Hi folks,
   Can you please answer this: I audited a home built in 1925, no insulation in walls or attic, 1 story, 1298 sq ft,  on raised foundation w/ lamineted floors, home recently redone, hvac leaks 30%  and blew a 1300 cfm ??? how can this house not be leaky ? I observed in the attic that the gable vents were sealed closed ?  can it be that?

Views: 107

Replies to This Discussion

Unless my math is wrong I'm coming up with about 7.5 ACH50 (assumed 8ft ceilings). This doesn't seem out of the realm of possibility.
What ring were you using? This is a relative small house?
a1. I got to 50 pa on open and questioned why is it blowing sooo low, so I put in the A1 ring and got a similar number.

On small houses that you believe to be not too leaky, you should try using ring b or c.  Using the fan in the open mode or with ring a is usually for larger houses and/or leakier ones.

You need to experiment a little, don't be afraid to.  If you are using the blower door system from Energy Conservatory, they provide a very good/comprehensive manual with the system or even online on their website.  Check it out.

When you say that the house was recently redone, what was done in the way of tightening the envelope and insulation?  Did they seal the sill plates and rim joists?  How about the top plates of the walls in the attic?  Are there open soffits?  Ridge vent?  Passive or mechanical vent in the attic? How many exhaust fans and are they venting to the exterior?  Are all the doors and windows sealed well with weatherstrip and caulk and did they use low expanding spray foam around window and door frames when they were replaced?
No, I don't think contractors and their workers are that knowledgable here in so cal. No insulation anywhere. They were having electrical issue, the hvac blew the fuse some lights worked some didn't. They have not yet moved in. New windows, yes, they don't know if they sealed the windows or not. I don't think there was any air into the attic that must be boiling in the summer

 

It's just a simple small box of a house.  Not that big and only one story, no nooks and crannies.  If it has good windows and a good plaster or drywall job, and as you said laminated floors, and it lacks attic ventilation to code, then it is not surprising that it is relatively tight.  Open up those gable vents and vent the attic to code, and I bet you will get a higher leakage number, but it might not be much more.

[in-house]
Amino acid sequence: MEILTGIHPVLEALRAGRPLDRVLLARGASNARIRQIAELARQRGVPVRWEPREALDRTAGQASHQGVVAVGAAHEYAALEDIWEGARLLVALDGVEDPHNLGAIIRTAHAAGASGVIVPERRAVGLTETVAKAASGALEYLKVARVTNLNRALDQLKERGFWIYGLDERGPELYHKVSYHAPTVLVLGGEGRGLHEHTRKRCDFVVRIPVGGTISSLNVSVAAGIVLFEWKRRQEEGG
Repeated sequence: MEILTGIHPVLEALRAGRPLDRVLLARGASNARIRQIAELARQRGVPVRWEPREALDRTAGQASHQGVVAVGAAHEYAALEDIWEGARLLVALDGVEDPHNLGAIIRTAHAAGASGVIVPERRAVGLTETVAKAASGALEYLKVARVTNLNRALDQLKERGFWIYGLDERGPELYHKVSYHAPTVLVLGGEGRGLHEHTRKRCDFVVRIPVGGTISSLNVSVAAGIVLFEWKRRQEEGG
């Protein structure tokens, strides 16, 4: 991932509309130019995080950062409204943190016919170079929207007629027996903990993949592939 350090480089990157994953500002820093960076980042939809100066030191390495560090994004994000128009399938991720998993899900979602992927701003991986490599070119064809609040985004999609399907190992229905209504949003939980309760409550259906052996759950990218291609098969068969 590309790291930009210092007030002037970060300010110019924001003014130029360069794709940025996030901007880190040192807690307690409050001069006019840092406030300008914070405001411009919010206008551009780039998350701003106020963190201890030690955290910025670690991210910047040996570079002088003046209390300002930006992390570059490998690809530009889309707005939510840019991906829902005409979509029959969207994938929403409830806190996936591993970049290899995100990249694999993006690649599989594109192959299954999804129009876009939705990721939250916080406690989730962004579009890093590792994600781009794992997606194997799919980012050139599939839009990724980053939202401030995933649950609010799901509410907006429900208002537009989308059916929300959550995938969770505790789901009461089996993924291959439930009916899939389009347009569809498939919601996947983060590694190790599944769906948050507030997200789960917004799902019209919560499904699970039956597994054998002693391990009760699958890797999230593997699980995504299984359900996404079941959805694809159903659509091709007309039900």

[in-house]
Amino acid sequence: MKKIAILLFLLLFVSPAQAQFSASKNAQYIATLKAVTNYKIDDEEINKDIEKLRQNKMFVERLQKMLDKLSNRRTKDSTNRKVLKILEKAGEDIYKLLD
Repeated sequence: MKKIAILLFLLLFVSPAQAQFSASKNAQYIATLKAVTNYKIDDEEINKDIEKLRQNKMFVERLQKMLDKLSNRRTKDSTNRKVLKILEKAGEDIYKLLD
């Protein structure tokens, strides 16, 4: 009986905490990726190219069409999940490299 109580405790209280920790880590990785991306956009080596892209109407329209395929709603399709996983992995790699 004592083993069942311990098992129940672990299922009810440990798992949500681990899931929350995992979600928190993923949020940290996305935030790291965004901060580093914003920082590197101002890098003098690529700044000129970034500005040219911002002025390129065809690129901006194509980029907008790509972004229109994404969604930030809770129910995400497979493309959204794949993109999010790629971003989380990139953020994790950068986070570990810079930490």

Small simple square salt box or cape cod type homes don't leak that much.  Multi-story homes and homes with more complicated architecture leak a lot more. 

 

If you do a good job on this house you will get it pretty tight so better plan for mechanical ventilation, and plan to upgrade any natural drafting combustion appliances. 

 

Thank you for the most simpliest of explanations. I am new to this field of auditing, so speaking in laymen terms is easier to understand.
+1. well said.

RSS

Latest Activity

Profile IconSonny Roncancio and Chester Energy & Policy joined Home Energy Pros Forum
13 hours ago
Ryan Moore updated an event
Thumbnail

LEED for Homes Green Rater Training at Fort Collins, CO

December 7, 2017 to December 8, 2017
Green Insight will host this 2-day training in Fort Collins, CO December 7-8,…See More
yesterday
Rodney Bailey liked Rodney Bailey's discussion Energy audit equipment for sale.
yesterday
tedkidd liked Mike Rogers's blog post Focusing on payback to motivate customers?
yesterday
Home Energy Magazine's blog post was featured
Wednesday
Home Energy Magazine posted a blog post
Wednesday
Quinn Korzeniecki added a discussion to the group Building Performance Institute (BPI)
Thumbnail

Rebates and Incentives: Illinois

Curious about home performance incentives and rebates available in your area? Check out this BPI…See More
Wednesday
Profile IconStacey Cordeiro and Melissa Ames joined Home Energy Pros Forum
Wednesday

Photos

  • Add Photos
  • View All

© 2017   Created by Home Performance Coalition (HPC)   Powered by

Badges  |  Report an Issue  |  Terms of Service